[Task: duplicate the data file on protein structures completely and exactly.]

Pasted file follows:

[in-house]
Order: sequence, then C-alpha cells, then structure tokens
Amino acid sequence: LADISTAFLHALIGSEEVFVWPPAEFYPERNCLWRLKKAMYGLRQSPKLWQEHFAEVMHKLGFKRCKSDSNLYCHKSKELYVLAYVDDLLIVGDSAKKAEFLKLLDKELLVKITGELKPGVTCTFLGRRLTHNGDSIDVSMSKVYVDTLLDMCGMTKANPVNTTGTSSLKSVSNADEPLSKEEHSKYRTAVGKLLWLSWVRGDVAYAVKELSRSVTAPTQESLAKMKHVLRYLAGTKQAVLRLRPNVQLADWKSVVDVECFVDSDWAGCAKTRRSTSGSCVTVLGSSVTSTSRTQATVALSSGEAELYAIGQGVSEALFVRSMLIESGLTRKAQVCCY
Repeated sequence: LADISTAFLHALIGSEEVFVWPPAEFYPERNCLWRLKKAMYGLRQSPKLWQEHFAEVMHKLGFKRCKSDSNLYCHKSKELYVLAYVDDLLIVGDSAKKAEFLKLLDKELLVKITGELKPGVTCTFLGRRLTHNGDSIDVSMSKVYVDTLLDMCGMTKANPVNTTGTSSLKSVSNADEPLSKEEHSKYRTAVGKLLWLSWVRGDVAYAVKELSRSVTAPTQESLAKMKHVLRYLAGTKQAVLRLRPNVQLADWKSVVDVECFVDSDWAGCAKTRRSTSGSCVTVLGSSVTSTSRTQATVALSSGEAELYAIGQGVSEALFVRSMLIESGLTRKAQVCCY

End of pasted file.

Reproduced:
[in-house]
Order: sequence, then C-alpha cells, then structure tokens
Amino acid sequence: LADISTAFLHALIGSEEVFVWPPAEFYPERNCLWRLKKAMYGLRQSPKLWQEHFAEVMHKLGFKRCKSDSNLYCHKSKELYVLAYVDDLLIVGDSAKKAEFLKLLDKELLVKITGELKPGVTCTFLGRRLTHNGDSIDVSMSKVYVDTLLDMCGMTKANPVNTTGTSSLKSVSNADEPLSKEEHSKYRTAVGKLLWLSWVRGDVAYAVKELSRSVTAPTQESLAKMKHVLRYLAGTKQAVLRLRPNVQLADWKSVVDVECFVDSDWAGCAKTRRSTSGSCVTVLGSSVTSTSRTQATVALSSGEAELYAIGQGVSEALFVRSMLIESGLTRKAQVCCY
Repeated sequence: LADISTAFLHALIGSEEVFVWPPAEFYPERNCLWRLKKAMYGLRQSPKLWQEHFAEVMHKLGFKRCKSDSNLYCHKSKELYVLAYVDDLLIVGDSAKKAEFLKLLDKELLVKITGELKPGVTCTFLGRRLTHNGDSIDVSMSKVYVDTLLDMCGMTKANPVNTTGTSSLKSVSNADEPLSKEEHSKYRTAVGKLLWLSWVRGDVAYAVKELSRSVTAPTQESLAKMKHVLRYLAGTKQAVLRLRPNVQLADWKSVVDVECFVDSDWAGCAKTRRSTSGSCVTVLGSSVTSTSRTQATVALSSGEAELYAIGQGVSEALFVRSMLIESGLTRKAQVCCY